Use a dimming system – they work by reducing power to the fittings. Look at automated scene setting so that lights are automatically raised and lowered throughout the day for maximum efficiency.


HMRC uses a Water Technology List of systems that are eligible for 100% capital allowances. It includes a list of manufacturers of water efficient systems. Visit

Outside of the kitchen, the toilets will use the most water in your restaurant.

Install low flush toilets (4.5L flush is considered low flush). You should be careful to assess this against what your site’s drainage is like – if you have old drains that don’t have a good gradient, you may need a higher flush to avoid blockages.

Install waterless urinals in male toilets to reduce toilet usage.

Use IR sensors on taps and aerators to minimise water usage.

Design things to be taken apart


New elements should be designed so that they can be taken apart at the end of their life. There is no point specifying a sustainable, recyclable material and then gluing it to another material as it will all just end up in the skip at some point in the future.

Done well, this can be incorporated into designs without them looking like a kit of parts. These walnut ceiling raft panels for example were all designed to be removable and can sit comfortably in a high end restaurant.

You can also reduce the number of material layers used, for example in wall construction. Instead of having the standard stud framework line with plywood, plasterboard, skim coat and paint finish, you could simply line with a carefully detailed plywood or other sheet material.


Look for Cradle to Cradle certification, which is a globally recognized measure of safer, more sustainable products made for the circular economy.

Use reclaimed and recycled materials wherever possible to minimise the carbon footprint. You can find sources for reclaimed items through websites like Opalis (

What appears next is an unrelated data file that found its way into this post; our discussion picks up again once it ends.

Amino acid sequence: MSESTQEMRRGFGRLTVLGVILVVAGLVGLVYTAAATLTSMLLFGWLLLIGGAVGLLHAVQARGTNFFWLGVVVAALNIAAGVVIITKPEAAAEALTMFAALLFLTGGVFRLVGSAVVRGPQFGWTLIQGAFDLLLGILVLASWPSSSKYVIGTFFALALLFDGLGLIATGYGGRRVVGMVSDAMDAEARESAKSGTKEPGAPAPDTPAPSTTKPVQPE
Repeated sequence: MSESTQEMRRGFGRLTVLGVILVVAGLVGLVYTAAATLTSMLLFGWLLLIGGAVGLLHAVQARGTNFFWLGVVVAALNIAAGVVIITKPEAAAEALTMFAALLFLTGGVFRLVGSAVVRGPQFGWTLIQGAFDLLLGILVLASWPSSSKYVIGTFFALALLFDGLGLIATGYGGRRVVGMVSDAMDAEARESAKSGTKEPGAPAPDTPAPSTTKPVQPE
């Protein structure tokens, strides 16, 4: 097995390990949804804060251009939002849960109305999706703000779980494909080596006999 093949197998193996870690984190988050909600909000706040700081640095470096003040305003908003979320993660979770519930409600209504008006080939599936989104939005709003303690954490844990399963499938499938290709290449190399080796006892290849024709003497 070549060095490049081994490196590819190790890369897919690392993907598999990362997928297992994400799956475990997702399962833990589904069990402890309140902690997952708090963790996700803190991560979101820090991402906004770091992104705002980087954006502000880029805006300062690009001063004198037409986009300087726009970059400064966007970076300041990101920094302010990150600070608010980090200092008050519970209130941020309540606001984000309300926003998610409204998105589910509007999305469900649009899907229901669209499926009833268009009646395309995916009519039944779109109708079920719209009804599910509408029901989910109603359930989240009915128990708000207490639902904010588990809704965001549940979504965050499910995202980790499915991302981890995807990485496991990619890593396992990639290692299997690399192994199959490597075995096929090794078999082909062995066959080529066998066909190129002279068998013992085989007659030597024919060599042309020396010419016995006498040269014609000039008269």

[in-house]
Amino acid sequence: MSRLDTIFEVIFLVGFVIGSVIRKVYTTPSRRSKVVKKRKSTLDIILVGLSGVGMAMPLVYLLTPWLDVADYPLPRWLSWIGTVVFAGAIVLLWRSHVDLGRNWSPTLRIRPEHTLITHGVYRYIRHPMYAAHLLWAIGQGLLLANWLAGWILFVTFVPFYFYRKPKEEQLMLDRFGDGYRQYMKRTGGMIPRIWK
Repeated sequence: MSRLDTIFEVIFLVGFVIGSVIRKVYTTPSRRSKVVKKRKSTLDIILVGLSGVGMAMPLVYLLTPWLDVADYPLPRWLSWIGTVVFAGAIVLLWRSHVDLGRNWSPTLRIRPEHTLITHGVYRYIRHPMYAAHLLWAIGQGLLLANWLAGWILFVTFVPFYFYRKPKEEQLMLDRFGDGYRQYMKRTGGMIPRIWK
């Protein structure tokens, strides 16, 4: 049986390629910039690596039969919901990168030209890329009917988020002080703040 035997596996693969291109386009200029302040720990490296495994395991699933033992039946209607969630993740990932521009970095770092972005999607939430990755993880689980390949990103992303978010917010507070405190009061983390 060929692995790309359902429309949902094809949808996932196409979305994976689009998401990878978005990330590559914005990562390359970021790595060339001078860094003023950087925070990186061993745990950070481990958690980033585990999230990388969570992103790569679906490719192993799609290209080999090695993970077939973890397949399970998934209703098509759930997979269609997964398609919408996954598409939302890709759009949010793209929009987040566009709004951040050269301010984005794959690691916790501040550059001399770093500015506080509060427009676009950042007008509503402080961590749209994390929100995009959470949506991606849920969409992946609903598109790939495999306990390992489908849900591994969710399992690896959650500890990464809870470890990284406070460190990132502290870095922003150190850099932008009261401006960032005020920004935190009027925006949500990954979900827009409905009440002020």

Use Marmoleum for back of house flooring and slip resistant rubber for kitchen floors instead of vinyl (always check the slip rating is good enough e.g. R11 or higher).

Use more sustainable paints – look at ingredients, manufacturing process and breathability. Low VOCs are a statutory requirement now, so are less of a differentiator than they used to be, but still vary from brand to brand. Modern lime based paints like Graphenestone actually absorb CO2 and are VOC free.

Whiterock used on kitchen walls contains PVC, where possible use stainless steel or tiles (although there can be cost/ hygiene challenges on both of these).

Always specify FSC timber including MDF and plywood. All MDF should be formaldehyde free.


Reuse existing furniture. Get it repaired rather than thrown away. Look at re-upholstering and repainting as options for a new design. You can find sources for reclaimed furniture through websites like Opalis as referenced above.

If you have multiple sites and want to make changes, consider moving furniture between sites to change the mix.

If you really need to get rid of furniture (in order to create a very different experience and give your restaurant the best chance of success as highlighted right at the beginning) donate them to charity like The Reuse Network ( or give them to a company like Globechain ( rather than put them in the skip.

Staff transport

Do your staff want to cycle or run to work? Encourage this if they do. You will need to allow for bike parking (inside or outside) which can easily be assessed when viewing a potential site. You will also need to build in space for a staff shower which is best considered at an early design stage.


Shopfronts are a tricky area for sustainability as they are often single glazed and horribly inefficient at retaining heat. The changes you can make can be limited by a Listed/ Conservation Area status but, where funds allow, you should work around increasing the efficiency of heat retention. This could include adding a lobby to the entrance, changing a shopfront to double glazing, adding some secondary glazing or other creative ways of increasing the insulation around the shopfront.